The Butterfly effect
We’ve all seen ultrasound images, undoubtedly so if you’re a parent. And while the technology is used for a multitude of other healthcare-related reasons, the procedure has traditionally been the same, involving the patient having to pay a visit to a hospital. However, this could be about to change with the growth of point-of-care ultrasound (POCUS). Here, Startups Magazine speaks to Nevada Sanchez, Co-Founder of Butterfly Network, a company pioneering such technology.
Prior to co-founding Butterfly Network, Sanchez worked in an astrophysics lab at MIT, leveraging the latest computing technology with the aim of changing how we build radio telescopes. It was while he was undertaking this project that he was introduced to Jonathan Rothberg, a scientist and entrepreneur who most recently has revolutionised the world of genomics by putting a gene sequencing laboratory on a semiconductor chip.
When the pair got their heads together, they began talking about how they could change the way the human body is imaged using the same ideas and advances in computing. In addition, Rothberg’s daughter suffers from a rare medical condition that requires constant monitoring of her kidneys using ultrasound, meaning regular trips to the hospital.
“Ultrasound has been around for over half a century, so why is it still so expensive and inaccessible? So, we started Butterfly Network to tackle this specific problem,” commented Sanchez.
Sanchez explained that the technology was a natural extension of the work that the pair were already doing. “Jonathan had experience in putting sequencing on a chip, I was leveraging Moore's Law in my work at MIT. So, we needed to figure out how to change how we image the body by putting ultrasound imaging on the chip.”
To describe the traditional technology, you take any ultrasound probe, at the end of which is a piezoelectric transducer – a piezoelectric crystal. And this is both the speaker and the microphone that makes the sound that ultrasound uses to image.
Sanchez continued: “Traditionally, this is a crystal that's grown in the lab, it's sliced hundreds of times with a saw and hundreds of tiny wires are attached to the back of each slice of crystal. This is in-turn attached to a big heavy cable and a computer on wheels. And this is really how ultrasound has been done for over 50 years and hasn't really changed.”
Sanchez added that during that time supercomputers that used to fill an entire room now fit in our pocket; cameras are now incorporated into our phones. And every piece of our lives has been shaped by modern semiconductor technology.
“So, we decided we were going to do this for ultrasound,” he added. “And the secret behind it is taking that piezoelectric crystal and cables, taking that computer on wheels and putting it all on one chip. And that's the reason we can make a handheld whole-body imager for only $2,000.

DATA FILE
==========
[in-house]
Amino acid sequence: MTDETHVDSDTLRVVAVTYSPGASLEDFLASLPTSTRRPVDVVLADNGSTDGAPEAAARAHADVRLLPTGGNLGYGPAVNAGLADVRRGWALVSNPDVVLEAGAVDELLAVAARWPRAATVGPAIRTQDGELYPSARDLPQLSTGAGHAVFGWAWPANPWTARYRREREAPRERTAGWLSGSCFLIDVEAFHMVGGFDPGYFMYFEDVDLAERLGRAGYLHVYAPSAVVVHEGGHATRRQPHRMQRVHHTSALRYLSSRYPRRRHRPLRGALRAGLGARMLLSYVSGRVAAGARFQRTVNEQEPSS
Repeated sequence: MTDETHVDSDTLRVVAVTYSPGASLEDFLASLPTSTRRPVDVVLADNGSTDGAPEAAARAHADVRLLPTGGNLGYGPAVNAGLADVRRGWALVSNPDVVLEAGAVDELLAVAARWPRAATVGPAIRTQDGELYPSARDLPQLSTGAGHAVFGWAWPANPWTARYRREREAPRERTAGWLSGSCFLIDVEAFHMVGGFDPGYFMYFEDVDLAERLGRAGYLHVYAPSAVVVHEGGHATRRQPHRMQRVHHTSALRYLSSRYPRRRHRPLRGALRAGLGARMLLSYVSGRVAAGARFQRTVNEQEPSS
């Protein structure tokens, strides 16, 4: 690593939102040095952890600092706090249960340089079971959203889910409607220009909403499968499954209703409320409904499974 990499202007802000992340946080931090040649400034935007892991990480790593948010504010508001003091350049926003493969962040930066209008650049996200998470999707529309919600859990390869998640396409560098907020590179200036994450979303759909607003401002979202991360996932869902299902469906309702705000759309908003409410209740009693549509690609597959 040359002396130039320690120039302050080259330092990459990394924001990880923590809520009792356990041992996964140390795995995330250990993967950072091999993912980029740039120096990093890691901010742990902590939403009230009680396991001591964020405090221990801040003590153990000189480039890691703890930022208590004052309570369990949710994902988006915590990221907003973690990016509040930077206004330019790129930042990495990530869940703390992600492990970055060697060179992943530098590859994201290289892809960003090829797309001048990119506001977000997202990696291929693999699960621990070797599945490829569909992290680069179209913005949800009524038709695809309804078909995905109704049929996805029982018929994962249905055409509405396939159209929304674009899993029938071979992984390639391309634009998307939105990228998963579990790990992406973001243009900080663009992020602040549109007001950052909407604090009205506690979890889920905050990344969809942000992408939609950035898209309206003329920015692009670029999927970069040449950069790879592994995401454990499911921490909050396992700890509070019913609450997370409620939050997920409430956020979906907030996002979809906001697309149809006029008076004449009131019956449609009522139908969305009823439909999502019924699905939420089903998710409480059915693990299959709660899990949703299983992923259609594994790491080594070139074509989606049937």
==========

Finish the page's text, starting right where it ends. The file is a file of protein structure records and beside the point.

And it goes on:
“And we coupled that with connectivity to the cloud so that when you're using this device, you can instantly share your images with anyone in the world - to get a second opinion, or someone who's an expert in the anatomy you're looking at to help you. And we also couple it with powerful AI tools that allow you to get powerful insights on what you're looking at regardless of your level of training or familiarity with ultrasound imaging?”
Butterfly Network launched the Butterfly iQ commercially a little over a year ago and at present can only really be used by licenced medical professionals. However, Sanchez added that due to the huge growth of the company he predicts that within the next few years ultrasound will be used in the home and are currently working closely with the regulators on the logistics of how that will look.
“There's a huge portion of the population that's suffering from chronic conditions that they need to check regularly with their doctors. We’re uniquely positioned to deliver a technology that will allow us to get the same answers without leaving the home. Therefore, things like unnecessary readmissions, skipped appointments, or conditions that are worsening, and are causing suffering because they weren't treated or detected early enough - that is all going to be a thing of the past.”
In the early days Butterfly Network had its own office in Guilford, Connecticut. “It’s an unusual location,” Sanchez added. “Most people think ‘startup’ they think Silicon Valley or maybe Boston, not usually Connecticut, but when people come out here and see an office that looks out over the water, and see the sunset over the ocean every day, that is kind of cool.
“When we expanded, beyond Guilford and set up an office in New York City we started using co-working workspaces. So, we moved around a few times as we grew larger, up until the point where we were finally able to purchase our own premises in New York City.”
In the very beginning, Rothberg funded the company himself. And subsequently, has gone through several rounds of private funding, the last one being Series B. In total, the company has raised approximately $350m. “We've been pretty lucky to have investors that truly believe in our mission, Sanchez continued, “people that really want to make the world a better place and see the value in what we’re doing.”